Ryuk Links to Russian Cybercrime
[Update January 2020: A new variant appears to target sensitive documents relating to military, law enforcement and government entities, as well as financial data such as banking statements.In addition to the Microsoft Word (docx) and Excel (xlsx) files scanned for by the previous variant, the new variant now adds C++ source code, PDF, JPG, Microsoft Word (doc) and Excel (xls) files, as well as cryptocurrency wallets. The contents of files found matching these file types are then checked against a list of 85 keywords and the filenames against a list of 55 keywords. These keywords include financial terms such as SWIFT, IBAN, 10-SB and EDGAR. Of greater concern, these keywords also include terms like NATO, attack, spy, tactical, radar, clandestine, investigation and victim. Clearly documents matching these terms would be considered highly confidential or classified.]
What Is It?
Ryuk ransomware is exclusively utilized by a Russian-based cybercrime organization known as Wizard Spider (also referred to as Grim Spider). This group also controls the Trickbot banking malware, often a precursor to a Ryuk infection.
Wizard Spider takes a pragmatic approach to deploying Ryuk, specifically targeting large organizations and government entities. They focus on compromising these networks directly, gaining control of as many systems as possible prior to executing Ryuk. They do this to provide the best potential for profit, a strategy that appears to work, as research suggests the average Ryuk ransom payment is ten times the ransomware average.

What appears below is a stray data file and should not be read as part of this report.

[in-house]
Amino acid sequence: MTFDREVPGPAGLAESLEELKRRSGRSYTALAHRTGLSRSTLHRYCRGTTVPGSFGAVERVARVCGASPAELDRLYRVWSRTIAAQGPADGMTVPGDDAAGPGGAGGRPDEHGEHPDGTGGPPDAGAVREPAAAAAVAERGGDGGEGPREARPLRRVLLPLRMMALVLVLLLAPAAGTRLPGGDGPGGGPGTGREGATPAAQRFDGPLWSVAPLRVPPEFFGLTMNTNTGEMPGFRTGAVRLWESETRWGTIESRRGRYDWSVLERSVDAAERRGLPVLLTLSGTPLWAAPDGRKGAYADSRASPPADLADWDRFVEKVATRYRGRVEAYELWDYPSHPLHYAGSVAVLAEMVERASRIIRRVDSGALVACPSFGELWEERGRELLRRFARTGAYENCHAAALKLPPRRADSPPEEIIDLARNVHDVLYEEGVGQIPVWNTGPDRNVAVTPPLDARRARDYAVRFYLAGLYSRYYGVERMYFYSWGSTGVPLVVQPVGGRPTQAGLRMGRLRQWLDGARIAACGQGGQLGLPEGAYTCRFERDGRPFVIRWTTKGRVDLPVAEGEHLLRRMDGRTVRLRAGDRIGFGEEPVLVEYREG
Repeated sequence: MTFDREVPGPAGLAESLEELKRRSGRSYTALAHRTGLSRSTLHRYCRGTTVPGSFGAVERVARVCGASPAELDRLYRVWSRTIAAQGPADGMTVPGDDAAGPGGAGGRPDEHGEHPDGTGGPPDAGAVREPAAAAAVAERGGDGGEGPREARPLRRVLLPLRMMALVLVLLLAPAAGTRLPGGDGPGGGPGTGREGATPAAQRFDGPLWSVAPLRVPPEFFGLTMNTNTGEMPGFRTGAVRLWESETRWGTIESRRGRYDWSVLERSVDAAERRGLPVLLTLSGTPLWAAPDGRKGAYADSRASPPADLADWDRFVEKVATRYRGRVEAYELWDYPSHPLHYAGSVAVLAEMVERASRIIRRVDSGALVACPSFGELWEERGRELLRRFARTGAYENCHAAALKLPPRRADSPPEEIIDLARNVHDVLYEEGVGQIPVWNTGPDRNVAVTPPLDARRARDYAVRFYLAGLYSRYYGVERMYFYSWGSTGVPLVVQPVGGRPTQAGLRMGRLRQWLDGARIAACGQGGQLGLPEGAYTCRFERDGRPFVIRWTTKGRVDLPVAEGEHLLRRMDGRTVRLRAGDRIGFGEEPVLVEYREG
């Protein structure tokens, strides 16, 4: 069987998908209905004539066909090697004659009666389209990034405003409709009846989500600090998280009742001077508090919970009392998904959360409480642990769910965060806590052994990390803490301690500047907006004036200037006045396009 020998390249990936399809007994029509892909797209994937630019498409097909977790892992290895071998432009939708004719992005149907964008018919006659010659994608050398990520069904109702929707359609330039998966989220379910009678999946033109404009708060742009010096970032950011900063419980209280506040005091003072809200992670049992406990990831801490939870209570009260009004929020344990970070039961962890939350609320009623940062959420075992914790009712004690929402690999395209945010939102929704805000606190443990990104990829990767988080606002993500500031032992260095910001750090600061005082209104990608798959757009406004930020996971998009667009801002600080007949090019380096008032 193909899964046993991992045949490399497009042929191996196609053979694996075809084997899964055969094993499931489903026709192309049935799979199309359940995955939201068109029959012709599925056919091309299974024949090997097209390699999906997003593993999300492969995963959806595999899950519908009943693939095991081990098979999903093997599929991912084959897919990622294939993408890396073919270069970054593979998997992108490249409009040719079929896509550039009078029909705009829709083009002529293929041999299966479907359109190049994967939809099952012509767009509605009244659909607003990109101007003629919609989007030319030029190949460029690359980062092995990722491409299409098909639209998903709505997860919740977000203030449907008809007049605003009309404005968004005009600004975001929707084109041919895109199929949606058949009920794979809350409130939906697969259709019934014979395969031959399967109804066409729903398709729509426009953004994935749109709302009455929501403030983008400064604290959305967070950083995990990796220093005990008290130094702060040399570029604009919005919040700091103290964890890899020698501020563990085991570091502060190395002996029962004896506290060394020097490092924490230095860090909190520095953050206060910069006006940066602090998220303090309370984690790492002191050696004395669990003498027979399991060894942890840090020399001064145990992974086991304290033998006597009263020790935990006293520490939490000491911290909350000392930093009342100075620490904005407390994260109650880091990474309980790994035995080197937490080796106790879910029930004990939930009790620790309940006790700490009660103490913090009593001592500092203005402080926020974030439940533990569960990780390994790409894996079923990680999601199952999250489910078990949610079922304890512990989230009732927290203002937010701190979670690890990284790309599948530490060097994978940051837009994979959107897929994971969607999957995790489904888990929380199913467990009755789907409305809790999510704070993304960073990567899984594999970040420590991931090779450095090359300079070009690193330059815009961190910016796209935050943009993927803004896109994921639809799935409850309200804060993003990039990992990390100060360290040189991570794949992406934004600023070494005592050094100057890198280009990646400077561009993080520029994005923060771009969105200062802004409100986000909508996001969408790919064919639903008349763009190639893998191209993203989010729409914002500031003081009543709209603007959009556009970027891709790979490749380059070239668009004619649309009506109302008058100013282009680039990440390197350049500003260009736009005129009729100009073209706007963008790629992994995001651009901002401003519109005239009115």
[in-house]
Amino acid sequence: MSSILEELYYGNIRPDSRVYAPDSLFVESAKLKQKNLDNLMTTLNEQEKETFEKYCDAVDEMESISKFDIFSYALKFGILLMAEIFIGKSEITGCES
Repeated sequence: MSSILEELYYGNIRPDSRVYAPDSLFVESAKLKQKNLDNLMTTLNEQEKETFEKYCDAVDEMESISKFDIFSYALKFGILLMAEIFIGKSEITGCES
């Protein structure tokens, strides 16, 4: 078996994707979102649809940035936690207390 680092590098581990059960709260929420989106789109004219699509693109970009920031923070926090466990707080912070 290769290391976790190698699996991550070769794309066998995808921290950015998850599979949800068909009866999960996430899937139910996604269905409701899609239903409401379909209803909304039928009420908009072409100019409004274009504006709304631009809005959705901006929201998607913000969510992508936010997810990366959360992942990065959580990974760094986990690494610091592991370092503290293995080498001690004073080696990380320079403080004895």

Due to the targeted nature of Ryuk attacks and the hands-on approach taken to compromising targets, there is no single attack vector. Malicious phishing emails and poorly secured, internet-facing RDP (Remote Desktop Protocol) servers are popular vectors for known Ryuk attacks. A favored modus operandi following a successful compromise of a target is to infect systems with both Emotet and Trickbot banking malware. Both of these are effectively bots and can of spread laterally through a network. This provides the attackers with an infrastructure to infect systems with Ryuk simultaneously, maximizing the number of systems encrypted, but also using their credential and file stealing capabilities,which allows for the theft of sensitive information prior to the ransomware attack.
Ryuk boasts a long list of victims including the cities of New Orleans, New Bedford and Lake City, healthcare managed services providers T-Systems, CorVel and PerCSoft, mass mailer Pitney Bowes, legal services provider Epiq Global, defense contractor EWA, manufacturers TECNOL and Pliz, IT services provider CloudJumper, Tribune Publishing and Spain’s largest radio station Cadena SER. One of Ryuk’s higher profile attacks impacted 23 local governments in Texas simultaneously in August 2019.
So far, Ryuk attacks continue unabated, with the attackers continuing to add to both their profits and their arsenal. First seen in September 2019 was Ryuk Stealer malware, used in conjunction with Ryuk ransomware attacks, is specifically designed to scan for and exfiltrate files that appear to contain sensitive information.
How Does It Propagate?
The Ryuk malware itself does not contain the necessary code to self-propagate, though it is usually deployed to compromised networks using the Emotet and Trickbot trojans, which are capable of propagation via poorly secured systems and network shares. Popular attack
vectors include malicious spam and compromise of RDP (Remote Desktop Protocol) servers.
When/How Did BluVector Detect It?
A publicly available Ryuk sample associated with the City of New Orleans was regression tested and BluVector’s patented Machine Learning Engine (MLE) would have detected it 36 months prior to its release, this is consistent with other Ryuk variants tested. The Ryuk Stealer variant released in January 2020 would have been detected 68 months before it was released.